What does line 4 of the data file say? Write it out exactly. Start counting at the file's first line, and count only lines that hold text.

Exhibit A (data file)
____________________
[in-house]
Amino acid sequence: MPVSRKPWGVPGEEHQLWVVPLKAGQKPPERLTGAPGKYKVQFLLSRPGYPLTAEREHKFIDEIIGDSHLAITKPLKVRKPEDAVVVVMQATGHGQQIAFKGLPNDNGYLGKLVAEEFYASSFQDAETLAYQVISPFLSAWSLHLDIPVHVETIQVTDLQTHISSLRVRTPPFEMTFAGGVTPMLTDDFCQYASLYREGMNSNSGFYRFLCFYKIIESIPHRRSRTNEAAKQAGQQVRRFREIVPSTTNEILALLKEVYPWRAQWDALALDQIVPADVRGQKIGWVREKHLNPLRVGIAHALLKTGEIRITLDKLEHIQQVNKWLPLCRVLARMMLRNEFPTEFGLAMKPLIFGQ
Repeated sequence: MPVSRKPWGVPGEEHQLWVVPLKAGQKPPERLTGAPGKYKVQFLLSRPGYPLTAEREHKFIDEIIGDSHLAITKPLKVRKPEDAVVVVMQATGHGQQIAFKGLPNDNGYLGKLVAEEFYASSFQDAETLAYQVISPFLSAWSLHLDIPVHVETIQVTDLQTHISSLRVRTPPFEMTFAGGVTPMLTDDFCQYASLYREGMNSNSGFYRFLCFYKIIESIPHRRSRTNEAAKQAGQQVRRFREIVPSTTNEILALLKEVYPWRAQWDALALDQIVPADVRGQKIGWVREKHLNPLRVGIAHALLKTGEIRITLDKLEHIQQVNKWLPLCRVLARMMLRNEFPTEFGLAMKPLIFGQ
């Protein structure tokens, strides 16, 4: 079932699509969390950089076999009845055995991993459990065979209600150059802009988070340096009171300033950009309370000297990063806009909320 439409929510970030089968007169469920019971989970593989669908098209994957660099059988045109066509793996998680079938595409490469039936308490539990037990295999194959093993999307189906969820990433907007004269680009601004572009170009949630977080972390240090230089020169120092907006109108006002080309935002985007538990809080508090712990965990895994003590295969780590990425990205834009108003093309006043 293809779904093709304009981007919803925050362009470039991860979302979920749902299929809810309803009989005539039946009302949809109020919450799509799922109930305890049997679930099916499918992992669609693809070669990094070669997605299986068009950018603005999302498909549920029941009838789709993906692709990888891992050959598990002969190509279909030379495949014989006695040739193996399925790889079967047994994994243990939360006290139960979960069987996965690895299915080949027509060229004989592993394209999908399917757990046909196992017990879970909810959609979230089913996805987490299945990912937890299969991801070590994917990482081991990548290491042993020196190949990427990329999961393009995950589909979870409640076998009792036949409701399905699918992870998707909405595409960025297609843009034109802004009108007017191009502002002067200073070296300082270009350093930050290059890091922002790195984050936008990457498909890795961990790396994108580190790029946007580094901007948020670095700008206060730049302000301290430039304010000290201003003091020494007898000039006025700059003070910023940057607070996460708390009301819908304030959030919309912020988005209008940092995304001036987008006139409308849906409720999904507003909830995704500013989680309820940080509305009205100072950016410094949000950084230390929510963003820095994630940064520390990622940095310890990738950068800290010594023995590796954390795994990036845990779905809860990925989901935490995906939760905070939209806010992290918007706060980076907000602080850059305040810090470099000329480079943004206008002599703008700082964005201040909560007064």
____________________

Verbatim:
């Protein structure tokens, strides 16, 4: 079932699509969390950089076999009845055995991993459990065979209600150059802009988070340096009171300033950009309370000297990063806009909320 439409929510970030089968007169469920019971989970593989669908098209994957660099059988045109066509793996998680079938595409490469039936308490539990037990295999194959093993999307189906969820990433907007004269680009601004572009170009949630977080972390240090230089020169120092907006109108006002080309935002985007538990809080508090712990965990895994003590295969780590990425990205834009108003093309006043 293809779904093709304009981007919803925050362009470039991860979302979920749902299929809810309803009989005539039946009302949809109020919450799509799922109930305890049997679930099916499918992992669609693809070669990094070669997605299986068009950018603005999302498909549920029941009838789709993906692709990888891992050959598990002969190509279909030379495949014989006695040739193996399925790889079967047994994994243990939360006290139960979960069987996965690895299915080949027509060229004989592993394209999908399917757990046909196992017990879970909810959609979230089913996805987490299945990912937890299969991801070590994917990482081991990548290491042993020196190949990427990329999961393009995950589909979870409640076998009792036949409701399905699918992870998707909405595409960025297609843009034109802004009108007017191009502002002067200073070296300082270009350093930050290059890091922002790195984050936008990457498909890795961990790396994108580190790029946007580094901007948020670095700008206060730049302000301290430039304010000290201003003091020494007898000039006025700059003070910023940057607070996460708390009301819908304030959030919309912020988005209008940092995304001036987008006139409308849906409720999904507003909830995704500013989680309820940080509305009205100072950016410094949000950084230390929510963003820095994630940064520390990622940095310890990738950068800290010594023995590796954390795994990036845990779905809860990925989901935490995906939760905070939209806010992290918007706060980076907000602080850059305040810090470099000329480079943004206008002599703008700082964005201040909560007064």